For Immediate Release    Contact:  Jim Campi
May 15, 1998 (202) 467-5300


(Washington, D.C.) – At a briefing this afternoon, Citizens Against Government Waste (CAGW) released its 1998 Prime Cuts Catalogue, an annual report of unnecessary, duplicative, and wasteful programs in the federal budget.  Prime Cuts is composed of 564 budget-cutting recommendations that, if implemented, would save taxpayers $1.2 trillion over five years.

Prime Cuts is our answer to the clamor to spend the budget surplus,” remarked CAGW President Thomas A. Schatz.  “With all this fat continuing to bloat the federal budget, Congress shouldn’t be talking about how to spend, but where else to cut.”

The Prime Cuts Summary, an abbreviated, user-friendly version of the Prime Cuts Catalogue, highlights 38 of the catalogue’s most long-standing and achievable recommendations.  Among the programs recommended for elimination in the Prime Cuts Summary are the ever-present Appalachian Regional Commission, the USDA’s Market Access Program, the Commerce Department’s Advanced Technology Program, and the International Space Station.  Termination of the space station alone would save taxpayers $9.3 billion over five years.

“Let there be no misunderstanding – Prime Cuts proves that the era of big government is alive and well,” said Schatz.  “It documents in sordid detail hundreds of unnecessary programs and agencies protected by the special interests in Washington.  Prime Cuts should be required reading for elected officials on both ends of Pennsylvania Avenue.”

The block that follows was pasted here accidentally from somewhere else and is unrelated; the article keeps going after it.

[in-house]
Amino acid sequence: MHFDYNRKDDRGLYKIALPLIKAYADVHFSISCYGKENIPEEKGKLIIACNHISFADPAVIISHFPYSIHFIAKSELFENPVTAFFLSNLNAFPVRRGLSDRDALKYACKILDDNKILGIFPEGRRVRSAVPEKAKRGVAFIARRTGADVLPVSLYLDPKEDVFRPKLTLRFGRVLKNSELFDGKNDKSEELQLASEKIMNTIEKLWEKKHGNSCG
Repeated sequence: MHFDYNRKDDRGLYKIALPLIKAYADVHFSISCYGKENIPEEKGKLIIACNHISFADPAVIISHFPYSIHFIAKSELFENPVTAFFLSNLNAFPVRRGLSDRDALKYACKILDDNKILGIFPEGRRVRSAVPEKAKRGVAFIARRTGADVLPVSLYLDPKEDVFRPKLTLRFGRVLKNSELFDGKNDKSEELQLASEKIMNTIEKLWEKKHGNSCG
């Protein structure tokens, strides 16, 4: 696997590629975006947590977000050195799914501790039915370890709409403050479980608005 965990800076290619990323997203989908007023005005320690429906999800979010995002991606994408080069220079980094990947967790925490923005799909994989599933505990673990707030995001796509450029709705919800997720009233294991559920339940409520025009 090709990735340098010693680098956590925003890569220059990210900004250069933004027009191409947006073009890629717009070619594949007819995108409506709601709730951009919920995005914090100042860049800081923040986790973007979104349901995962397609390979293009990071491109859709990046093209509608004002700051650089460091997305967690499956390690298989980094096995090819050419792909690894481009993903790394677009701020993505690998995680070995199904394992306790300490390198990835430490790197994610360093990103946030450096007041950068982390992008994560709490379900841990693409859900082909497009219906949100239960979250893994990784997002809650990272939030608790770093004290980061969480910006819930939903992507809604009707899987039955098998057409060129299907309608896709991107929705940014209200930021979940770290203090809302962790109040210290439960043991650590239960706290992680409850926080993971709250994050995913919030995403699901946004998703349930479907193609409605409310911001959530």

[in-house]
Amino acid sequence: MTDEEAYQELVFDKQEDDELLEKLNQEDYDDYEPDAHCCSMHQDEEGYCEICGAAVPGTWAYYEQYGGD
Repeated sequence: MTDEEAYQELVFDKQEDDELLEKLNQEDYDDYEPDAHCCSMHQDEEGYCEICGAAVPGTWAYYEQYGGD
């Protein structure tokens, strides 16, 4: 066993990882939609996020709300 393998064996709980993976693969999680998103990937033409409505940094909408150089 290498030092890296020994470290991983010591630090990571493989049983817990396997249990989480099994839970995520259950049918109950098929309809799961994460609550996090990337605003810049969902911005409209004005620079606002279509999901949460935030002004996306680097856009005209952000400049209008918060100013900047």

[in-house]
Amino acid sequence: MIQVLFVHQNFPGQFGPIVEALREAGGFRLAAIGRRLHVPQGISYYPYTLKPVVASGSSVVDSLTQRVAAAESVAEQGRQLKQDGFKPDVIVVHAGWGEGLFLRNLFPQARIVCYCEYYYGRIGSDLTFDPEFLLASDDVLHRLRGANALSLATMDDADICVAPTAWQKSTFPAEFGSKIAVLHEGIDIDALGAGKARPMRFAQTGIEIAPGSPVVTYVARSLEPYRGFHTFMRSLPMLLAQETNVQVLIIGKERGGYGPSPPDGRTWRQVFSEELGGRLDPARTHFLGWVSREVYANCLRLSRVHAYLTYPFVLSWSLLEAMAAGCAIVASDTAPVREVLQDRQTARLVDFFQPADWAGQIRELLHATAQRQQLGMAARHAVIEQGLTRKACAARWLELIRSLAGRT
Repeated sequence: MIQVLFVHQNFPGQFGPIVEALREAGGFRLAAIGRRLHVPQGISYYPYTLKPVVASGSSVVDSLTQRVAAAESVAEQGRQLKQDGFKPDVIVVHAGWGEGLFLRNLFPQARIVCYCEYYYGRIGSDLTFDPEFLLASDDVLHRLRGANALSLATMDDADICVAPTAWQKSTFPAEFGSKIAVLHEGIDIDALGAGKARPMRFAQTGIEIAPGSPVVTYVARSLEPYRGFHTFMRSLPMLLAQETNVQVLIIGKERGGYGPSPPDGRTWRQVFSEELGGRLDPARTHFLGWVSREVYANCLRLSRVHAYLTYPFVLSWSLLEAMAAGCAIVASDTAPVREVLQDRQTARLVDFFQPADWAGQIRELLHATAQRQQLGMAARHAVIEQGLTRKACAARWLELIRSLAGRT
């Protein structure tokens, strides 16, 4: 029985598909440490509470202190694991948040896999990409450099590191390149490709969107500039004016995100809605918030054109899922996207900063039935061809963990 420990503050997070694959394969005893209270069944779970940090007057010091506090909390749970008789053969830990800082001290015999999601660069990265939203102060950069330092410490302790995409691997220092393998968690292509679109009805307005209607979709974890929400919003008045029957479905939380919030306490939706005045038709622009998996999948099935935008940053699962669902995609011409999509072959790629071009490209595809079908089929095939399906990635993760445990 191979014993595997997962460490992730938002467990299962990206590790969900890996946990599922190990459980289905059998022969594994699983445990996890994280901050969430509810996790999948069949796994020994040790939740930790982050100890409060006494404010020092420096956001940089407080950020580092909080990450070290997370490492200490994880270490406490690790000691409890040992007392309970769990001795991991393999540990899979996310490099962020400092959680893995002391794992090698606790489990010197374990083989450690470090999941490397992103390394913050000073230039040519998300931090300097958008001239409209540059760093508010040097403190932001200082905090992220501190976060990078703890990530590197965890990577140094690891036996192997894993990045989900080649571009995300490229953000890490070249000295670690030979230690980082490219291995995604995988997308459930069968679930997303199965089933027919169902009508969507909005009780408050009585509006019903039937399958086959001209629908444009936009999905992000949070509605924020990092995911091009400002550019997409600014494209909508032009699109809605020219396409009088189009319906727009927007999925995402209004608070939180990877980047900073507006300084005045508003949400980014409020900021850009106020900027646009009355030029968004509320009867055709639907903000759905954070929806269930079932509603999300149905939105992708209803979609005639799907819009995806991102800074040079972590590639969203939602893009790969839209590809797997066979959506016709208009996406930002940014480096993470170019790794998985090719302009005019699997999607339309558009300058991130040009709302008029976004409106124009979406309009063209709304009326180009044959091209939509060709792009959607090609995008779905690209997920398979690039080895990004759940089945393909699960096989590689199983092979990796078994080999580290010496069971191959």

In addition, the Prime Cuts Summary recommends privatizing several government functions, including the antiquated Power Marketing Administrations and the National Oceanic and Atmospheric Administration’s obsolete research fleet, for a combined savings of nearly $19 billion over five years.  Prime Cuts also suggests repealing the Davis-Bacon Act, which costs taxpayers approximately $196 million each year in inflated federal construction costs.

“There are hundreds of federal programs that are obsolete, mismanaged, wasteful, rife with fraud, and better left to the private sector.  Taken together, they represent an enormous burden on taxpayers.  The only people who will be at risk if these programs disappear are those who habitually feed at the federal trough,” concluded Schatz.

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